Since October is Domestic Violence Awareness month, I thought it appropriate to share a section from So Faithful a Heart which deals with the violence that Nancy suffered at the hands of her husband, John Fisher (a marriage that was arranged by her mother to supposedly further her career). Nancy was only 18 years old at the time. Nancy survived the ordeal, and eventually Fisher was banned from Vienna by Nancy's employer, Joseph II, the Emperor of Austria.
John Fisher was a tall, slender, handsome man with cool, slate blue eyes, a head full of dark, thick hair with slight graying at the temples, and an austere, almost noble bearing. He was forty-one years old when he came to Vienna, nearly three times Nancy’s age. An old friend of the Storaces from their theater days at Vauxhall, Fisher had served as the principal violinist when Stefano was the director of the orchestra there. When he came to Vienna on sabbatical from Oxford, he immediately found Nancy and her mother with the intent to re-establish ties with his old friends. Nancy’s fame, especially her good standing with the Emperor, could prove lucrative for him.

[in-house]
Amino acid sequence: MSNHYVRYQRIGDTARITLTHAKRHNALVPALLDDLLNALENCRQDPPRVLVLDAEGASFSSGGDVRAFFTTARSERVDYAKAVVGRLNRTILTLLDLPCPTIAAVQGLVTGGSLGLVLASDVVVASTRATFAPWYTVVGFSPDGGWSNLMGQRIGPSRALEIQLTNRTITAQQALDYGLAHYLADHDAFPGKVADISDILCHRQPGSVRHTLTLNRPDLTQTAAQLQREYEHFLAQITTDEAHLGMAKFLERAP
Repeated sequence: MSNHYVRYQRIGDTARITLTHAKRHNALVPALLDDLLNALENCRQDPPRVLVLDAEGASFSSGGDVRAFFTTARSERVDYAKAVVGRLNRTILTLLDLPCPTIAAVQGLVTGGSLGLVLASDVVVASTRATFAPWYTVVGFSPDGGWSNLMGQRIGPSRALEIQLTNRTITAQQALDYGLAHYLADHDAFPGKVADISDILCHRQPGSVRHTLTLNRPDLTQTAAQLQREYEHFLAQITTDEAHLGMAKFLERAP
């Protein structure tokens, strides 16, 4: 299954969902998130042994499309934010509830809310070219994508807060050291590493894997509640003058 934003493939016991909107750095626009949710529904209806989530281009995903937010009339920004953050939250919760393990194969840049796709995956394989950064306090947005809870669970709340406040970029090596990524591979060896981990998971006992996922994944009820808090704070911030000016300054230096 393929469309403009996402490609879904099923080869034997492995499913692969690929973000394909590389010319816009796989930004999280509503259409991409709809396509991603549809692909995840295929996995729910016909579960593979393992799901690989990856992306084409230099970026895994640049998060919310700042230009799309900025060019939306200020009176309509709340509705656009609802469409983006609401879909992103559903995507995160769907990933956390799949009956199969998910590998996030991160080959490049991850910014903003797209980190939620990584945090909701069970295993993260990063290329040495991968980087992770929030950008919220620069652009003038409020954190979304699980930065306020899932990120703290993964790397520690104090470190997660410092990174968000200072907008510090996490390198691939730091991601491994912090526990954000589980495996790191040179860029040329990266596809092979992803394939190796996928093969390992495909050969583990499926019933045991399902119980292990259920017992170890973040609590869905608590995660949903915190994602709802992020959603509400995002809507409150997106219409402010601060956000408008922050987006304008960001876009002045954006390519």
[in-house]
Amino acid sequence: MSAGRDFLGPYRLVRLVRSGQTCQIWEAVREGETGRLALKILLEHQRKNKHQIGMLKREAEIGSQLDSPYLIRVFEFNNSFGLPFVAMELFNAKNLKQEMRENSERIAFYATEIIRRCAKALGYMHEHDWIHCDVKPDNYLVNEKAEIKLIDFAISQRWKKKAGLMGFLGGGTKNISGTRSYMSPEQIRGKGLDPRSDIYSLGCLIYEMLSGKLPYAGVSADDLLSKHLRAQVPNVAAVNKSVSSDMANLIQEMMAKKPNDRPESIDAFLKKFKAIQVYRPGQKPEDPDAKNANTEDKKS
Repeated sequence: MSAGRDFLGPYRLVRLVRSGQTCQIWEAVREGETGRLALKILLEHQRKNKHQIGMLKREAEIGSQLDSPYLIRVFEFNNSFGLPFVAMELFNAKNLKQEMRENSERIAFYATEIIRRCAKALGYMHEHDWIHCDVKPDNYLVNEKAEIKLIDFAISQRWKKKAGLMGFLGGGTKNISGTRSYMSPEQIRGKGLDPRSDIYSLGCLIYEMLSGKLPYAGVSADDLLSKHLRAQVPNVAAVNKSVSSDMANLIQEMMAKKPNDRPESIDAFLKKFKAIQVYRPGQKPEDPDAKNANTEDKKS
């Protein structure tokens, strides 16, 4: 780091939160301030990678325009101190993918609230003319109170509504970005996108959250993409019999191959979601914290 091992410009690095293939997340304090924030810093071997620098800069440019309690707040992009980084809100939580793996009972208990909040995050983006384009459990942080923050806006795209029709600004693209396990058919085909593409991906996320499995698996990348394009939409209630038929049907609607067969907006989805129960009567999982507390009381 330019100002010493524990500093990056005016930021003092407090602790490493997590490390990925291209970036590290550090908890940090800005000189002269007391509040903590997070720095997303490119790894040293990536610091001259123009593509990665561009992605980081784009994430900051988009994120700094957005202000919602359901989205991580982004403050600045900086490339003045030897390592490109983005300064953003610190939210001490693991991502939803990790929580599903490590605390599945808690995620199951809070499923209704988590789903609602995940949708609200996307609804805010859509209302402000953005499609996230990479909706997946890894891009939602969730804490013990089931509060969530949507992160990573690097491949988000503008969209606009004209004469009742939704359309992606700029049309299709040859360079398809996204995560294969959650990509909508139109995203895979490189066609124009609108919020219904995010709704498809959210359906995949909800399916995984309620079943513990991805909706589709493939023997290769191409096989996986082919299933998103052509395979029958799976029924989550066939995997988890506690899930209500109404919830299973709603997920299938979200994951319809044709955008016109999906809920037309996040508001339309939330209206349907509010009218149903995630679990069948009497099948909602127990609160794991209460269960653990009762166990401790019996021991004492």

Nancy didn’t remember him, for she was far too young at the time that he and her parents were friends, but she’d heard her mother speak of him on several occasions, and always very fondly. She had mentioned that he had a tendency toward self-importance and pontification, believing everyone was entitled to his expert opinion whether or not they asked for it, but most generally people shrugged it off. What she didn’t know was that after he was widowed only shortly before he came to Vienna, he had taken to strong drink as well as to whoring and had earned a reputation in Oxford as a drunkard and a man of violent outbursts. What no one knew was that this sabbatical was forced by the university heads. Perhaps some time away would cool his temper and save his tenure.
It was a cruel stroke of fate that Nancy’s first passionate encounter, the one that would usher her into womanhood and leave her feeling beautiful, respected, and loved, would be followed by the most brutal and humiliating experiences of her life. The man whom Nancy promised wasn’t as bad as the gossipmongers claimed turned out to be her worst nightmare.
The abuse began immediately. In fact, Fisher turned into a different person the instant they took their vows. As soon as they arrived home he began barking out orders to the maids to have his things moved into Nancy’s bedroom.
“Schnell!” he shouted as the young maids went running, hauling his heavy belongings through the apartment. “Things are going to change around here! No more of your indolence, or your backtalk, you German swine!”
When one of the maids dared to raise an objection, he replied with a box on the ears, and it wasn’t unusual for him to pick up a nearby chair, a vase, or anything within his reach and hurl it at the offending girl. Elizabeth took to hiding in her room, never daring to raise an objection however much she regretted the match she had orchestrated. Of course he never laid a finger on her, but Nancy and her poor maids didn’t fare as well.